Finally, if you are in a place that has multiple parallel docks, you may be able to use a line and helpers to maneuver your boat in spaces that are too tight to sail out of. (Getting into such places sometimes just requires a bit of momentum)
~ green ~ lake ~ ~
GreenLake
 
Posts: 5562
Joined: Mon Jun 18, 2007 3:54 am

Heaving to

Postby GreenLake » Thu Jul 09, 2020 3:58 pm

Heaving to is a simple and very useful technique to "park" on the water. Being able to put your boat into the hove to state is an essential skill that allows you to stop actively sailing the boat, whether to take a brief rest, or to sort something out with the rigging. It can also be used in some other situations.

The basic idea is that you adjust sails and rudder in a way that they balance: the jib is backwinded to drive the boat down and the tiller is pushed to leeward to drive the boat up. The centerboard is down and provides the common pivot for both of these opposing rotations.

heaving-to.gif
Heaving to
heaving-to.gif (19.54 KiB) Viewed 257 times


The result is a stable balance with the boat drifting slowly downwind. The main is eased, but may be sheeted in a bit to control forward reach of the boat or help with balancing the jib (if the main is engaged it will tend to turn the boat more into the wind). The drift is slow and controlled, more forward than true downwind: The boat will lie at a-bout 60° off the wind.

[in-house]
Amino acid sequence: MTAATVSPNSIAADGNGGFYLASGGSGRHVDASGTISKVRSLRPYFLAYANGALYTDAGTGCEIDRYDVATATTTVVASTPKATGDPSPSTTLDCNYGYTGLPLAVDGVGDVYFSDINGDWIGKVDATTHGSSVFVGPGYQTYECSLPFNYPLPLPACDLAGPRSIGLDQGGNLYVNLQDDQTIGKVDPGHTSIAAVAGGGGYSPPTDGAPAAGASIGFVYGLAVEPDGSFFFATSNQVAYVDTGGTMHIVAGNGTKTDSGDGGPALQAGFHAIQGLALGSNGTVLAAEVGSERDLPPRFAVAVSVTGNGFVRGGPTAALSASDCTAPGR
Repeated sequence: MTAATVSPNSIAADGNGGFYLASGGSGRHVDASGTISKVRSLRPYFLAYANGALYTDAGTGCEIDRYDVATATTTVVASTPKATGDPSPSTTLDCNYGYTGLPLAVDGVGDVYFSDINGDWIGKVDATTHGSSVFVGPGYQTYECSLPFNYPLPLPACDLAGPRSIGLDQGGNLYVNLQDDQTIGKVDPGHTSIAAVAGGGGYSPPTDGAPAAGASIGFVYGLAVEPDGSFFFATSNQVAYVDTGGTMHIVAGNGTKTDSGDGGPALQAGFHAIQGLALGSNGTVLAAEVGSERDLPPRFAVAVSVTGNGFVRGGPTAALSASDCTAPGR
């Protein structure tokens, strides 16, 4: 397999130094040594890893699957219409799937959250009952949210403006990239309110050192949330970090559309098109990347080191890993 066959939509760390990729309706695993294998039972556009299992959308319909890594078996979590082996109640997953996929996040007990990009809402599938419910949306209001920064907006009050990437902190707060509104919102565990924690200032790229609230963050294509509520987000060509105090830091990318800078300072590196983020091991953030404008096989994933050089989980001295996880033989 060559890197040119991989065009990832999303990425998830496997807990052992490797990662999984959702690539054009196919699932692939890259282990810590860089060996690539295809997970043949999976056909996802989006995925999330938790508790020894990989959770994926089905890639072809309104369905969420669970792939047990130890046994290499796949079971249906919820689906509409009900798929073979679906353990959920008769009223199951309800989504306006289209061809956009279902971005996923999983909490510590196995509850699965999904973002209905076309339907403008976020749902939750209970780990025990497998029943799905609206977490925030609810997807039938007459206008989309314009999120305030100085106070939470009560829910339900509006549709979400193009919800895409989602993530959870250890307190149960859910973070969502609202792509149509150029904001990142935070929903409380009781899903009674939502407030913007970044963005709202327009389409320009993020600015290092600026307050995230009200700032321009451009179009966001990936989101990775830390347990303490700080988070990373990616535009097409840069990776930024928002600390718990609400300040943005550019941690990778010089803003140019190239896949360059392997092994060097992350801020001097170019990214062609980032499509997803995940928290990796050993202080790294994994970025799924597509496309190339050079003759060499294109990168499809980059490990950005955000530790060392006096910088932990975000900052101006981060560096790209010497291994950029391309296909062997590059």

Once the balance has been reached, the jib can be cleated, and the tiller lashed. The boat will remain in a stable attitude, even if the wind is gusty or oscillates. If the boat felt lively sailing upwind, you will be amazed how calm it feels when hove to. The boat will tend to itself: you can break out a snack; deal with anything you need both hands for; catch a needed breath or two; put in or take out a reef; or use the controlled drift to slowly move downwind. (The last can be useful in some circumstances: for example, in approaching a man or object overboard or in docking in a downwind direction).

How to heave to: The easiest way to heave to is to attempt a tack, but to not release the jib (so it ends up backwinded). As the boat turns, you put the tiller on the opposite side to stop and counteract the turn. You may find that it takes a bit of practice to prevent the boat from turning too far. If that happens, just release the jib and try again.

How to start sailing again: Just release the jib and sheet it in one the other side, sheet in the main and you are good.
~ green ~ lake ~ ~
GreenLake
 
Posts: 5562
Joined: Mon Jun 18, 2007 3:54 am

Controlled drift downwind

Postby GreenLake » Fri Jul 10, 2020 5:23 am

Here's how to use heaving to for controlled drift downwind.